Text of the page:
A license is a document that specifies what can and cannot be done with a work or data (regardless of format). It grants permissions and states restrictions. Broadly speaking, an open license is one which grants permission to access, re-use and redistribute a work with few or no restrictions.
A Creative Commons (CC) license is a public copyright license that enables free distribution of work, and is used when an author wants to give other people the right to share, use, and build upon a work. There are six main Creative Commons licenses, varying from extremely non-restrictive to restrictive. Find out out more about Creative Commons Licenses.
No Rights Reserved
A CC0 license is the most open of the licenses, and known as the “all rights granted” license, which puts work in the public domain. Although CC0 doesn’t legally require users of the data to cite the source, it does not take away the moral responsibility to give attribution, as is common in scientific research. However, it should only be used by researchers who are happy to waive rights and attribution.
A CC-BY license allows for research to be openly available whilst still ensuring that others give you credit in the form of a citation. This licence lets others distribute, remix, tweak, and build upon work (even commercially) as long as they credit you for the original creation. This is the most accommodating of licences offered. It is recommended for maximum dissemination and use of licenced materials. A CC-BY is the most commonly recommended license. From the Gates Foundation: “Transforming the lives of the world’s poorest people will require the collaboration of many partners, and it is crucial that they can access and use research without restriction. A CC BY license allows users to build upon the research without restriction2“.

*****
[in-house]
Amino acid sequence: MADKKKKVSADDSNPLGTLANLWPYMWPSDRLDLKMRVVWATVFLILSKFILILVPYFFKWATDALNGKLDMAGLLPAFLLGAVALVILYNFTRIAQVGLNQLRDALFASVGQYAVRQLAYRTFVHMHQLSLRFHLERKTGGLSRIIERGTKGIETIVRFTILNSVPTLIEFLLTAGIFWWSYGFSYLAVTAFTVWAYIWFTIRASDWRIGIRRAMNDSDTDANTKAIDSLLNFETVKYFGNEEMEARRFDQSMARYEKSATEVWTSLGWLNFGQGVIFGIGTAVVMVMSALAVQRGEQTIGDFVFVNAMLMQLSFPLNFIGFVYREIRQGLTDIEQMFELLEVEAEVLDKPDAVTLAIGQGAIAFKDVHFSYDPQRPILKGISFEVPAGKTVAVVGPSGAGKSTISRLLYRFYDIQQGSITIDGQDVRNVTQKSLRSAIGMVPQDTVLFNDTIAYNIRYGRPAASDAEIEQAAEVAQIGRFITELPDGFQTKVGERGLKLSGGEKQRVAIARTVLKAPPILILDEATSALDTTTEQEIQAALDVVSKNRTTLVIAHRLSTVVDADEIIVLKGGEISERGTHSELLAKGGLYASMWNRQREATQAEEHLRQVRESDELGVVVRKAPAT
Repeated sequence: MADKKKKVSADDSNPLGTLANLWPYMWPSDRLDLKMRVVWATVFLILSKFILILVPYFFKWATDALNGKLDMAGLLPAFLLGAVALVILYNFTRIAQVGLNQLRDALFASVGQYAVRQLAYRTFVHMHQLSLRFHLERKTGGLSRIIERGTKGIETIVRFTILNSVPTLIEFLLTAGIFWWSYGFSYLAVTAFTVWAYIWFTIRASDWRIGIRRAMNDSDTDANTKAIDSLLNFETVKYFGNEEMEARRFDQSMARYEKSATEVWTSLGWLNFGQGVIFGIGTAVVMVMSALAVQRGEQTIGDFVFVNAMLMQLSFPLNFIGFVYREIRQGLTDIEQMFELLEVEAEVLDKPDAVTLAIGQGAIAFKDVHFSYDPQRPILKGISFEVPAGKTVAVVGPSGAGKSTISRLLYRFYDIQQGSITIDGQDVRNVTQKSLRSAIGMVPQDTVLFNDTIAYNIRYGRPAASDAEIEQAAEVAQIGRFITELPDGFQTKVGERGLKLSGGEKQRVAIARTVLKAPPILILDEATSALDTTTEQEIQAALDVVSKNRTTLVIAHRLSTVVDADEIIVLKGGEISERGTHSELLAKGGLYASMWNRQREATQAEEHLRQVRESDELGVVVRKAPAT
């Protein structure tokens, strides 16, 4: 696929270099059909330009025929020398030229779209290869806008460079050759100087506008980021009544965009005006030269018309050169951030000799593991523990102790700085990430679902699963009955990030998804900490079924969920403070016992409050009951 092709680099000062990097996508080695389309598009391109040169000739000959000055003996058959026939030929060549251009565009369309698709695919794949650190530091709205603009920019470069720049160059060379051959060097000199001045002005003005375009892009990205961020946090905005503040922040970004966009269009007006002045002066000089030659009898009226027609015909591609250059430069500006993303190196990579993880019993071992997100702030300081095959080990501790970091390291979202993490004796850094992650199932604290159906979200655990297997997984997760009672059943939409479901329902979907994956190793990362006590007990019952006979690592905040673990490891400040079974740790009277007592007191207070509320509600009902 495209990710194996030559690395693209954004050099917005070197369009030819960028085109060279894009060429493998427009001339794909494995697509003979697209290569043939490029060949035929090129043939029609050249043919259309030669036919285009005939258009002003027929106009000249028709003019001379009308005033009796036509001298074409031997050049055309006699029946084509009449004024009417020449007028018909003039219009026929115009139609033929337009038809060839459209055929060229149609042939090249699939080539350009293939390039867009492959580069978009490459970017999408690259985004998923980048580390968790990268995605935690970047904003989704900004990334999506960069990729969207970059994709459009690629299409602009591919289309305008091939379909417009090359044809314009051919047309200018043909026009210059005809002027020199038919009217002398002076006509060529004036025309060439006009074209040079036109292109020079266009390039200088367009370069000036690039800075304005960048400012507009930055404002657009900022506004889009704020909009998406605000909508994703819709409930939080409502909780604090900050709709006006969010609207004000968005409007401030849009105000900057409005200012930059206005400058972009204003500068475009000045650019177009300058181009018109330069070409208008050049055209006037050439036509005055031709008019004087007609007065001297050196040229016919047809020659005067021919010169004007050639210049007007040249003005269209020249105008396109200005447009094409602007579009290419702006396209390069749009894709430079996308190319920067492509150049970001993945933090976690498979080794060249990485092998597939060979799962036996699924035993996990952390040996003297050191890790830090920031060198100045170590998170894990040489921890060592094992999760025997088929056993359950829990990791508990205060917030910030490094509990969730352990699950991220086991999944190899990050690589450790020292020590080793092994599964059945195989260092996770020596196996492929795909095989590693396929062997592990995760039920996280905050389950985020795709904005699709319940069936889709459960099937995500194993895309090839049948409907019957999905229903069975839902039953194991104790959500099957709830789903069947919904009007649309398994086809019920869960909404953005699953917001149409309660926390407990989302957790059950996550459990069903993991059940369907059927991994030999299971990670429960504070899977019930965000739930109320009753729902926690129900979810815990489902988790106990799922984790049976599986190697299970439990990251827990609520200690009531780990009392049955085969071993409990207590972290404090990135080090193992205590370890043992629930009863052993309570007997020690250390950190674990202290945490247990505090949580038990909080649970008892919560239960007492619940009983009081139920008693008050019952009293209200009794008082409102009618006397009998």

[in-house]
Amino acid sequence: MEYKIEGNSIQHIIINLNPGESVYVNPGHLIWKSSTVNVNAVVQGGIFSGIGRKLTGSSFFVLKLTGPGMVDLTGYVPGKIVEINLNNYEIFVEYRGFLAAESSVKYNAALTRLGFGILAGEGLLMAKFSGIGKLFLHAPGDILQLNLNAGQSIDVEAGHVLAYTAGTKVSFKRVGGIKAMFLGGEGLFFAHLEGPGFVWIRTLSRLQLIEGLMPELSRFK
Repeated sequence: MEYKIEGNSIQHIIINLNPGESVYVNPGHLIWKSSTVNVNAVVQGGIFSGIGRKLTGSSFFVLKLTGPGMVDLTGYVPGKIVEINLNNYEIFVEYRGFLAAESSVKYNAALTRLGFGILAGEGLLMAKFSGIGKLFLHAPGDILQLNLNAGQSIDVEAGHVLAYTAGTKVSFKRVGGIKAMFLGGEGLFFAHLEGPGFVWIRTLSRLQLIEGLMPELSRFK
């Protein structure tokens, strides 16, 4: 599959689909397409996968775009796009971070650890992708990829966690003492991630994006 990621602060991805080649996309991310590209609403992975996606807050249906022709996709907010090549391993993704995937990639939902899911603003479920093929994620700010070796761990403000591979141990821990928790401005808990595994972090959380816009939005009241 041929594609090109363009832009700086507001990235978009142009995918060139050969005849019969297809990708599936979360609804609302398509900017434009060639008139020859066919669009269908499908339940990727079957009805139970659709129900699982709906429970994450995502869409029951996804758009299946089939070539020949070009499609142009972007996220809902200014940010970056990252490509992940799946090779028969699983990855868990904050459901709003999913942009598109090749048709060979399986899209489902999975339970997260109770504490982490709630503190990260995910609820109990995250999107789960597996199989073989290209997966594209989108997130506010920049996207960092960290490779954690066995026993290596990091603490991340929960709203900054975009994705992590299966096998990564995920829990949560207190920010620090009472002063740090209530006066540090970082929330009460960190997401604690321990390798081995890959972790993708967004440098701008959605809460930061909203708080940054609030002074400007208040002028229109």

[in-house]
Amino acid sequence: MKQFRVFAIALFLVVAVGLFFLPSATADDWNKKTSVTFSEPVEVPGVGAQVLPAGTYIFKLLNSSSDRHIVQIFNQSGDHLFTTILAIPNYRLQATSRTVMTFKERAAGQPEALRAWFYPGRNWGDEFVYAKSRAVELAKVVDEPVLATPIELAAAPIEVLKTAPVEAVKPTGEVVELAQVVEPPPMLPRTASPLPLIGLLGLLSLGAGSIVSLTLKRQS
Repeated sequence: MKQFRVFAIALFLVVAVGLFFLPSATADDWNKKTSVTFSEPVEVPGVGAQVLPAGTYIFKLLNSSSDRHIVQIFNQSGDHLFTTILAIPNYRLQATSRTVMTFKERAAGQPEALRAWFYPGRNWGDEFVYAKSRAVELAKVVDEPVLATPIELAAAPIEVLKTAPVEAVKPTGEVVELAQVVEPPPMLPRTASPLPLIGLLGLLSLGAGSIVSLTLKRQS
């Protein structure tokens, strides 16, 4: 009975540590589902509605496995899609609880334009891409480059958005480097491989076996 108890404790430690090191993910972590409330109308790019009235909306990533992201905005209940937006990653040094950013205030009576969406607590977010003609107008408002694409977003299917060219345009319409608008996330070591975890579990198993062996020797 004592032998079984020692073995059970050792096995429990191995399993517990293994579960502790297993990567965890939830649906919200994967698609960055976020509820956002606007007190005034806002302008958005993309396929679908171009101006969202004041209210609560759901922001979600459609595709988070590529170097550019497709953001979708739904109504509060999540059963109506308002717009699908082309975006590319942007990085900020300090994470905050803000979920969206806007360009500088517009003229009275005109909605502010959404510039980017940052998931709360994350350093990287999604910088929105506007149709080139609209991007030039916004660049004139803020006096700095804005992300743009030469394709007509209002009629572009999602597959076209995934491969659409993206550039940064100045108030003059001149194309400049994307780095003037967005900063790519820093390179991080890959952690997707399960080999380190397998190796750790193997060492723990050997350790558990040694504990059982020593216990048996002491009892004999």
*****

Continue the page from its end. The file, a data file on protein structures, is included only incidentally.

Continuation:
A CC BY-SA license lets others remix, adapt, and build upon your work even for commercial purposes, as long as they credit you and license their new creations under the identical terms. This license is often compared to “copyleft” free and open source software licenses. All new works based on yours will carry the same license, so any derivatives will also allow commercial use. This is the license used by Wikipedia, and is recommended for materials that would benefit from incorporating content from Wikipedia and similarly licensed projects.
A CC BY-ND license lets others reuse the work for any purpose, including commercially; however, it cannot be shared with others in adapted form, and credit must be provided to you.
A CC BY-NC license lets others remix, adapt, and build upon your work non-commercially, and although their new works must also acknowledge you and be non-commercial, they don’t have to license their derivative works on the same terms.
A CC BY-NC-SA license lets others remix, adapt, and build upon your work non-commercially, as long as they credit you and license their new creations under the identical terms.
A CC BY-NC-ND license is the most restrictive of the six main licenses, only allowing others to download your works and share them with others as long as they credit you, but they can’t change them in any way or use them commercially.